Ga., had just housed his large tobacco
crop, when in a storm his barn was
blown down and 30,000 pounds of the
The intense heat during the day, to
gether with the brittlenessof the straw,
caused Lancaster county. (Pa.,) farmers
to do their harvesting by night by tlr:
aid of artificial light.
I-ahor during the haying and harvest
this season in Indiana has not been so
scarce and high-priced in sixty-five
years. Two women have found con
stant employment in a harvest field af
two dollars a day each.
Pennsylvania claims to have the pre
mium wheat-field. It is a part of the
I farm of Mrs. Dr. Nathan Miehcner. of
Coventryville, Chester county. From a
four-acre field 3,500 sheaves of wheat
were hauled into the barn.
The army worms, says the Reverend
Thomas McCormick, of Baltimore, who
is now in his ninetieth year, suddenly
made their appearance in the year 1800.
A fine wheat-field adjoining the Newiin
j mill property w.w the first attacked.
I They were countless in numbers, and,
after stripping the wheat, continued
their march into the adjoining wood
lands, which they left entirely denuded
of foliage and presenting the appear
ance as if a mighty hail storm had
passed through the woods. The wheat
field had at the east end a running
stream of wafer that the worms could
not have crossed, so that the eggs must
have been deposited in the wheat by
1 the moths.
How to Jump from a Steamer in Case o
It is worth while for pirsons who
travel on steamboats to know and re
member that they have little chance of
escaping with their lives if, in the event
of an accident, they leap into the water
in front of the paddle-wheels while the
wheels are in motion. In spite of their
efforts they will bo drawn close to the
side of the vessel, and suffer a blow
from the wheel, which will either kilt
hem outright or disable them so that
they can no longer help themselves.
They should leap from behind the
wheels if possible, when they find it
necessary to take to the water. A per
son used to the water. If ooapelled to
leap from in front of the wheels, may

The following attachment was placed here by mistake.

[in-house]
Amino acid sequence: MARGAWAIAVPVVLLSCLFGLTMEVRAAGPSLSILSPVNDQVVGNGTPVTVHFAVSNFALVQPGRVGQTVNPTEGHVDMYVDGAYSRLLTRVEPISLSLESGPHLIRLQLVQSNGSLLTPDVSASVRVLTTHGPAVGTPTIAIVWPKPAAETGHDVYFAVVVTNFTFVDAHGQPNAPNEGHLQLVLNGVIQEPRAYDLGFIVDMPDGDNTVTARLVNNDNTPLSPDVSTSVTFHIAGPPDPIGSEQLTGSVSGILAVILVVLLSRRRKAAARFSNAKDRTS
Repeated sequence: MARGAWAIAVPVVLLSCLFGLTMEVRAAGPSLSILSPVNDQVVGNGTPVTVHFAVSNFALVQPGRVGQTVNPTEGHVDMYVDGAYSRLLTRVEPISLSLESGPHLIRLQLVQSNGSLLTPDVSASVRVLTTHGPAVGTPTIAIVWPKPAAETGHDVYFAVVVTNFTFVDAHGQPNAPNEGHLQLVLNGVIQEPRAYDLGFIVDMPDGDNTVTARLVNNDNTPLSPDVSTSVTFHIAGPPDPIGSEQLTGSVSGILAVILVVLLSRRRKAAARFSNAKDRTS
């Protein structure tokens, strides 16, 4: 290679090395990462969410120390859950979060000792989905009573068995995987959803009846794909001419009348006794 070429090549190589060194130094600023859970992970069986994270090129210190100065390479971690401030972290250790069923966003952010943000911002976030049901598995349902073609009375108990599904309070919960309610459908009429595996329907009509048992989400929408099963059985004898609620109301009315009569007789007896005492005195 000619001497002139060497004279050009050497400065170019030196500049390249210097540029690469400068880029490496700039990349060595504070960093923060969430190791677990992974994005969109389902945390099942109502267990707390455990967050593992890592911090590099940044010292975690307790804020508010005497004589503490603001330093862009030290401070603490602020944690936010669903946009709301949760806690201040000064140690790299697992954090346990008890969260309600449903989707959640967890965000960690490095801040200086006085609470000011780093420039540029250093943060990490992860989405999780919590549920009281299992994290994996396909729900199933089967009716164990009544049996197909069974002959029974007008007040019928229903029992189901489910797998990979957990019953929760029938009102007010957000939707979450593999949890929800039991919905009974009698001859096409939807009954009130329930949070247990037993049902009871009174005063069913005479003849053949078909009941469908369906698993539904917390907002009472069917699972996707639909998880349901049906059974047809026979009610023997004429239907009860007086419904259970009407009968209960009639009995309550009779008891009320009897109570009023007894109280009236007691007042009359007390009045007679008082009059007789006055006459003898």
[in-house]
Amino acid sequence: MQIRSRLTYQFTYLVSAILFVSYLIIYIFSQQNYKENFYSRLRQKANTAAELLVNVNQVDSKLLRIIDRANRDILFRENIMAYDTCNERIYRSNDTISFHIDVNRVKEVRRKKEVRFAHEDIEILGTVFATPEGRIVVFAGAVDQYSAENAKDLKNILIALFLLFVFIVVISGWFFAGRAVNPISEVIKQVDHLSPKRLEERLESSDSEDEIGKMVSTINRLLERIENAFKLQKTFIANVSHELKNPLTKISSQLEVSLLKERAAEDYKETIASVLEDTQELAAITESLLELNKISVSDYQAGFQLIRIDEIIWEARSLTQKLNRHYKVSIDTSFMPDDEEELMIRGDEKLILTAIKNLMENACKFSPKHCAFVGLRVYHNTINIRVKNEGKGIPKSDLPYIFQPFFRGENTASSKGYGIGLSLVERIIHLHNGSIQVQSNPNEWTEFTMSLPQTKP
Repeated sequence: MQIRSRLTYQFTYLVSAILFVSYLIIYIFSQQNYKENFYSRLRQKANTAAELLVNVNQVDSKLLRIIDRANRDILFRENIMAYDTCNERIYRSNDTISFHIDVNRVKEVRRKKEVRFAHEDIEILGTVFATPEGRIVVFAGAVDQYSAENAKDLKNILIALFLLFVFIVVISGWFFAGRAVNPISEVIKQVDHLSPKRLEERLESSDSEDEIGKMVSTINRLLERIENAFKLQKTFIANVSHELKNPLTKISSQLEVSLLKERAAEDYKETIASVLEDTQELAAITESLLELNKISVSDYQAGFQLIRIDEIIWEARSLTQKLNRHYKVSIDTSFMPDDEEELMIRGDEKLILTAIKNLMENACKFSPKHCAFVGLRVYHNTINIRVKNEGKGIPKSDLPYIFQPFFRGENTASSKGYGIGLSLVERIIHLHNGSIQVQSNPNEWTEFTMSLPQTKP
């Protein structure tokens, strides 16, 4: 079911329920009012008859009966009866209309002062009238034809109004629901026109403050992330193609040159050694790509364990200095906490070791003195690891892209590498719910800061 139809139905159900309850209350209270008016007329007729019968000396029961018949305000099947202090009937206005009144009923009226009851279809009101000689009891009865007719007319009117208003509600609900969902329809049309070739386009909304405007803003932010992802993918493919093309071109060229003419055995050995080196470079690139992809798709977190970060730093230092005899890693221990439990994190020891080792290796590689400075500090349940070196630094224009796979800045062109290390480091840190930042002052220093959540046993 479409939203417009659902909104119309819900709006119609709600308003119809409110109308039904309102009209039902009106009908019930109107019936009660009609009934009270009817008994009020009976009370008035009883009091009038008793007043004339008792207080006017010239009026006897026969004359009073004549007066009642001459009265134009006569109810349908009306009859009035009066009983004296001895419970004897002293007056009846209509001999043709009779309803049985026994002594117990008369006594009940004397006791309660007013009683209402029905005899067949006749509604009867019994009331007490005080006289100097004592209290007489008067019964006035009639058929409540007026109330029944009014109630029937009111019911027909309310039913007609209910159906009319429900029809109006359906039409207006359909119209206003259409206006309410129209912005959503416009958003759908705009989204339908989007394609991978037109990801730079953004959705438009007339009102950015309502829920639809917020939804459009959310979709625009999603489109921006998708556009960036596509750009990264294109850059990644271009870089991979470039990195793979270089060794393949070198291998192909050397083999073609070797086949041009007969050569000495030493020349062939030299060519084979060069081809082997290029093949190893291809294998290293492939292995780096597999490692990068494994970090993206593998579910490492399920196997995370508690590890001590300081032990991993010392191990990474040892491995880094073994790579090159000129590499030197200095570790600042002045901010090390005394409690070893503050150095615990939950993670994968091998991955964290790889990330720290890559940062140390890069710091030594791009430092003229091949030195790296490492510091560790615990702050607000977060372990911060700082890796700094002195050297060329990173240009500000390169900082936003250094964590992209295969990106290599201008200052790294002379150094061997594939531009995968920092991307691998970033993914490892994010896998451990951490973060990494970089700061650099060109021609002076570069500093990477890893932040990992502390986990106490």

escape the stroke of the paddle by div
ing as deep as possible.without making
pecia) effort to dive away from the ves
sel. If the boat is moving with nearly
her usual speed, the wheel wili be likely
to pass over him before tie rises, and his
chances lor escaping will be fair. In
cases where communication with the
after part of the vessel is cut off by
flame, it is best to remain on the boat
as long as possible, and. if forced to taks
to the water, to plunge headlong. Per
sons diving in that manner do not come
to the surface as soon as they would if
tbey descended to the same depth drop
ping feet first, and they go deeper with
the same effort, unless they have trained
themselves to bold the limbs entirely
rigid, descend perpendicularly and not
move hands or Jfeet until they begin to
rise. Very few persons who are ac
customed to swimming la salt water
have acquired the ita sinking feet
foremost to any considerable depth.
11 Question and Answer.
it Whit is the good and what is the b*d T
lr Where is the perfectly true ?j
[• Whet m the end you lire lor, my lad ?
1- And what, may I ask, are you T
I- Unproven, I fear, is your heaven above,
LS Ule is Irot labor and sorrow;
is Then why should we hope, and why sbonld
to we lore,
And why should we oars lor the morrow
r There may be a nght worth lighting, rnj
• Thoagh victory there 1* none;
And though no heaven be ours at the end,
c .Still we may stear ■freight on.
e And though nothing be good, and nothing f q
'• And nothing be true to the letter,
Vet a good many things are worse, rny lad,
'1 And one or two things are better.
® —Tkt Sptctalor.
, e "
le ITEMS OF INTEREST.
'• The baker always has his hour of
lt "I am shocked," as the cut grain re
e marked.— Marathon lwlepewleni.
n The combined capital of the Boston